Another such writer who emerged from Mumbai is Annabhau Sathe. Annabhau Sathe started writing stories in 1949. He came to Mumbai from Sangli, where his family laboured to construct tunnels in the far off Mumbai suburb of Kalyan. His degrees where not that of education but of tough experience. People in his stories were the people who surrounded him. Annabhau brought strong protagonists to his stories who spat fire at injustices. He was sidelined by the Marathi writers who called him a Marxist. In his famous book Fakira, he wrote a dedication to Dr Babasaheb Ambedkar saying “To the valiant pen of Dr. Ambedkar”.

Cruelty- Namdeo Dhasal

I am a venereal sore in the private part of language.
The living spirit looking out
of hundreds of thousands of sad, pitiful eyes
Has shaken me.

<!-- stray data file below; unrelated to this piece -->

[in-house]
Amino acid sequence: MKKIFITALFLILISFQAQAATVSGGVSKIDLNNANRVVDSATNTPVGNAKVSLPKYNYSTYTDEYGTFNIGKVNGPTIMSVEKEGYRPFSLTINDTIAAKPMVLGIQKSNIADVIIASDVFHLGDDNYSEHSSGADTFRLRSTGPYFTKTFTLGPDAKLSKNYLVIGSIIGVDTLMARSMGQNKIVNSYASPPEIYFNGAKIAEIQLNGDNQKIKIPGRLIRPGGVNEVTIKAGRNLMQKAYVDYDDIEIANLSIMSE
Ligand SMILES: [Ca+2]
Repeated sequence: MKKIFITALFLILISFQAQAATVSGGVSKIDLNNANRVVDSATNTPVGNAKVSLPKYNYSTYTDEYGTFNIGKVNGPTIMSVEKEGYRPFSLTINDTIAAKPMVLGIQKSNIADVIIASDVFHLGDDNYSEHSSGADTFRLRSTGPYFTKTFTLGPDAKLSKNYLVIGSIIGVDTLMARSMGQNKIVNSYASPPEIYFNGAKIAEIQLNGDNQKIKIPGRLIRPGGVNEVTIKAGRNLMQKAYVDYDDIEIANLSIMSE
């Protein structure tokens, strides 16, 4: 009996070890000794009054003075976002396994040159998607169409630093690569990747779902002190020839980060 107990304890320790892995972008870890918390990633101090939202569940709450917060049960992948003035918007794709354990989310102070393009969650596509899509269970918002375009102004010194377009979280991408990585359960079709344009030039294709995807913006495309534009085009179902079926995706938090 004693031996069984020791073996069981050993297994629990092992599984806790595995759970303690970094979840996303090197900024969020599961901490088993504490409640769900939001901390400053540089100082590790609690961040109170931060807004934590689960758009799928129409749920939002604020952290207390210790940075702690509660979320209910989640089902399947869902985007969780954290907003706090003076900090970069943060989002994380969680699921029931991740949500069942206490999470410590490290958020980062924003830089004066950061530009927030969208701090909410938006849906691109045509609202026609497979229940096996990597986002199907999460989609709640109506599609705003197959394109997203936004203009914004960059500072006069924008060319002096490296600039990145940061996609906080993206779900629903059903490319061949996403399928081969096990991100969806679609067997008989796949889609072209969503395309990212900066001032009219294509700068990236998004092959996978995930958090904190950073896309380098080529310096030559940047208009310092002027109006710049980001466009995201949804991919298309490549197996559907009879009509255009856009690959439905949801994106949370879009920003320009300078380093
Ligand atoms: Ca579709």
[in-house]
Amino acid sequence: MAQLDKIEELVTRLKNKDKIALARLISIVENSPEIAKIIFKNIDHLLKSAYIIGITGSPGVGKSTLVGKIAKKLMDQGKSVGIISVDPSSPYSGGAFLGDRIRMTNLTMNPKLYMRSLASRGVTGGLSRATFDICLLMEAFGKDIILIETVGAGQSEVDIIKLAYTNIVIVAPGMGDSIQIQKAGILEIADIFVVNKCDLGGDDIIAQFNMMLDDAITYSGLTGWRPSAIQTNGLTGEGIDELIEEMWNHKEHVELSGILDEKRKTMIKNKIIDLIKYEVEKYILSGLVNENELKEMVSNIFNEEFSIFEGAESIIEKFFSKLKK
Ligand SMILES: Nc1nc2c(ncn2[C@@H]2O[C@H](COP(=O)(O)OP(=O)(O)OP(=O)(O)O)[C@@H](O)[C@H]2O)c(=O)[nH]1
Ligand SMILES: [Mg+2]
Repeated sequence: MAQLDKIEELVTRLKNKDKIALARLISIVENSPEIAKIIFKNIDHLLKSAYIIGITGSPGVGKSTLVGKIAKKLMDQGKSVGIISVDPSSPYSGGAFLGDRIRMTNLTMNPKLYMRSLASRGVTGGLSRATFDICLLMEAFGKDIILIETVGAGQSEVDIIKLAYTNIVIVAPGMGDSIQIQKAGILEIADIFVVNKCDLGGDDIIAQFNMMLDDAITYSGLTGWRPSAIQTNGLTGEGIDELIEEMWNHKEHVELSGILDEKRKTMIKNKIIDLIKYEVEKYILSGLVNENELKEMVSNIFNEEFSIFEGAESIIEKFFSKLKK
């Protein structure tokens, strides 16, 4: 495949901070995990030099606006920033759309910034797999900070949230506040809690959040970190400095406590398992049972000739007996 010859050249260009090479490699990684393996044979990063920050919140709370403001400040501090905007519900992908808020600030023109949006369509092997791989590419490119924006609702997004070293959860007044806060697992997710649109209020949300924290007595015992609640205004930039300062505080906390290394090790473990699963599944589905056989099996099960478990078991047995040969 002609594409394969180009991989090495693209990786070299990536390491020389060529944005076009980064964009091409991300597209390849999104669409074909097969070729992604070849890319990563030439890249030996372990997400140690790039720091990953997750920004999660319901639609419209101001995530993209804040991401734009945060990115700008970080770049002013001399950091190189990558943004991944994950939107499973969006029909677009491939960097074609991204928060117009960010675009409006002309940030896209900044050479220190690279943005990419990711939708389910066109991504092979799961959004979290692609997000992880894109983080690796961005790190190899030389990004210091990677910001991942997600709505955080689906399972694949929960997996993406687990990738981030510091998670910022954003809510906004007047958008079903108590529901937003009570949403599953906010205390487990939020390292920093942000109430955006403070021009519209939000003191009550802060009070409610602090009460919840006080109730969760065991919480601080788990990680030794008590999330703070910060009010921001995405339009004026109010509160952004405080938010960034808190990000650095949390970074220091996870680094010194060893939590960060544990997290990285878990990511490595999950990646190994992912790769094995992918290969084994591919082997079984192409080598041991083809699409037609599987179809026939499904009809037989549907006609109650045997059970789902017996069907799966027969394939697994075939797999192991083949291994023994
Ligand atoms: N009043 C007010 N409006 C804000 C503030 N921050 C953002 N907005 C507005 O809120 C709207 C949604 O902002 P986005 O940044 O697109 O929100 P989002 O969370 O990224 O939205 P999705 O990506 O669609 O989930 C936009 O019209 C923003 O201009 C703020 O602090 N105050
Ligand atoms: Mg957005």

I am broken by the revolt exploding inside me.
There’s no moonlight anywhere;
There’s no water anywhere…..

Songs of Rebellion and State Repression

The 1960s and ’70s were a time of great turmoil. The Naxalbari movement and then Emergency created an atmosphere of animosity. Gaddar’s troupe, Jana Natya Mandali, in Andhra Pradesh, and likewise the cultural group Avhan Natya Manch in Maharashtra came into being. Art and artists were once again at the forefront of the protests. Balladeers like Gaddar and and later Vilas Ghogre sang songs of atrocities and protest. Vilas Ghogre was a balladeer, a Shahir (poet). He was initially part of the Avhan Natya Manch. Armed only with dholak, harmonium and ektara, his song Jaltoy Marathwada (Marathwada is burning ) became the theme song of the Namantar movement for renaming Marathwada university after Dr. Babashaeb Ambedkar. The initiators of this movement were Dalit Panthers since the 1970’s. After a 16 year long struggle Marathwada University was renamed Dr Babasaheb Ambedkar Marathwada University.

Sheetal Sathe